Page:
The Government is providing some roadside assistance to the UK’s broken-down motor industry with a £2.3bn support package, Business Secretary Lord Mandelson said on Tuesday. The money will mostly be used to guarantee loans made to manufacturers or big suppliers, in the hope that they might be able to start selling some cars again, and to fund research into eco-friendly vehicles. But do consumers really want to be spending their hard-earned savings on a new set of wheels at the moment? And is this just too little cash to make any difference?
The aid package – which we mustn’t call a bailout, or Mandy will get upset – is in two parts. The first involves state guarantees to unlock £1.3bn of European Investment Bank loans (the money put aside to lend to UK companies last year), intended to make financing easier. But it’s also putting aside £1bn in direct loans to help manufacturers build more environmentally-friendly cars. Mandelson insisted that the car industry was ‘not a lame duck’; but that it needed to reinvent itself ‘for a low-carbon future’ (he’s also making an extra £35m available for staff retraining).
The Government reckons the case for intervention is clear. We may not own many of our car-makers any more, but the industry directly or indirectly employs about 1m people in the UK. Mandelson says it contributes about £10bn in ‘added value’ to the economy – while it’s also disproportionately important to Britain’s manufacturing prowess and the health of certain regional economies. And it’s certainly had a rotten few months: both sales and production have halved in recent months as the deteriorating economic climate has hammered demand, putting thousands of jobs at risk.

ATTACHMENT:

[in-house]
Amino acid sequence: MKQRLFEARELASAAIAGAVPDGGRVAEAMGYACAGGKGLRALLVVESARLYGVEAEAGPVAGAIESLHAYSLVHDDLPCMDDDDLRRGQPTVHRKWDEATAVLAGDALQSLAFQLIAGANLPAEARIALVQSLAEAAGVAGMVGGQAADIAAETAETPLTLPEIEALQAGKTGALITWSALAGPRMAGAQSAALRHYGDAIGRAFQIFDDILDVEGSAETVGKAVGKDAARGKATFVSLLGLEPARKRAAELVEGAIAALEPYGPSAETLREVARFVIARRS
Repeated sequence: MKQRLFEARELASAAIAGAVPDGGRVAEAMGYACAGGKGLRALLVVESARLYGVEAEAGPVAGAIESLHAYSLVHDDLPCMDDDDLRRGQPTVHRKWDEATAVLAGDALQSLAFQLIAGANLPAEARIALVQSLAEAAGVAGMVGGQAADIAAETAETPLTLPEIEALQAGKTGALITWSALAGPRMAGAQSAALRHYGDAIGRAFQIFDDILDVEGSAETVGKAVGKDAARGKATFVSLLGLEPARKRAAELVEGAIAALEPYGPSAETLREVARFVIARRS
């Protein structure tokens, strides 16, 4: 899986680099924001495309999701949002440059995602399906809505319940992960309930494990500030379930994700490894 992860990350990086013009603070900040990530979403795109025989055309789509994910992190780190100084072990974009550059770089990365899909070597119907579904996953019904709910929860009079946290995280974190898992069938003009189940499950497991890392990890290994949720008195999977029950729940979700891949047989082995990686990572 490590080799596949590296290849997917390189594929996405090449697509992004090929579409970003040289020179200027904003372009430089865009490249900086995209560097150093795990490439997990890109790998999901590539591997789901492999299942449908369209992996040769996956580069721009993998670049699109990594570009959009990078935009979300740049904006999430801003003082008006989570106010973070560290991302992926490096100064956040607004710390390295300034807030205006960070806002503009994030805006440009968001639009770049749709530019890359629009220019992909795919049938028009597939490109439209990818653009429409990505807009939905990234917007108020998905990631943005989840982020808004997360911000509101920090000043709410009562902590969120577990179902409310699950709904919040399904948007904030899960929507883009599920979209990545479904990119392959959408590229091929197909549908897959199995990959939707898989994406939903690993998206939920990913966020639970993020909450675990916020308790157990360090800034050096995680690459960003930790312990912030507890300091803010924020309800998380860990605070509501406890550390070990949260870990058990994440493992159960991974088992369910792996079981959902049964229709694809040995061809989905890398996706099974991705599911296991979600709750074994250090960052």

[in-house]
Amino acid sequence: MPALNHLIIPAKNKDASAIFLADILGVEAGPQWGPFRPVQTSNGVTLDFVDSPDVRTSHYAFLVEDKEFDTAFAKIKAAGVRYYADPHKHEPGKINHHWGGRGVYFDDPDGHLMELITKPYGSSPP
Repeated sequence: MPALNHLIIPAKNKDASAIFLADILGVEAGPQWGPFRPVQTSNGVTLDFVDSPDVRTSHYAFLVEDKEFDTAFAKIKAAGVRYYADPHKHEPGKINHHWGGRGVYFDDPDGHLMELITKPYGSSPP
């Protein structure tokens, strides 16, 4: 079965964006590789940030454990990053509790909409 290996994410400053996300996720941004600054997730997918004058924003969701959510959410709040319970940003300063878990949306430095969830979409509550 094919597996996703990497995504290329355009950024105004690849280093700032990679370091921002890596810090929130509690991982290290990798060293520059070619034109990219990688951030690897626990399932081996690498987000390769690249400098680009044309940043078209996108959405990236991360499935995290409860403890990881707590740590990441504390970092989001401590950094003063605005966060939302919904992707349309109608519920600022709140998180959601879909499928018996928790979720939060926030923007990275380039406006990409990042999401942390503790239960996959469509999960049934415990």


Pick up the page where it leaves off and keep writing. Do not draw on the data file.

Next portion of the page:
However, some reckon that the Government is barking up the wrong tree by making it easier for us to pay for new cars – they argue that it’s trying to supply a non-existent demand, since most people just won’t want to shell out on big-ticket items at the moment. Nor has the green lobby been appeased by the funding for extra research into eco-friendly vehicles – a far greener option, they point out, would be to forget building cars and invest the money in public transport instead.
The other worry is that this package just won’t be enough. It’s certainly pretty small in comparison to the aid that other countries are giving their carmakers (or the huge sums that the Treasury has pumped into the financial system) - while those EIB loans could take months to materialise. Equally, most of the money will probably be hoovered up by big groups like Vauxhall and Jaguar Land Rover, which could leave the smaller part-makers out in the cold (GKN said today that it had cut 2,800 jobs since October, including about 250 in the UK).
Still, an industry with 1m employees accounts for a lot of voters – and probably a lot of unionised Labour voters at that. So there was never really any doubt that the Government would do something. But it remains to be seen whether this will prove to be anything more than a green-figleaved political sop...
In today's bulletin:
BSkyB gets 171,000 extra customers for Christmas
Philip Yea quits as 3i portfolio loses £864m
Asda provides ray of cheer with 7,000 new jobs
Car industry no lame duck, insists Lord Mandelson
Rich cool their jets at Davos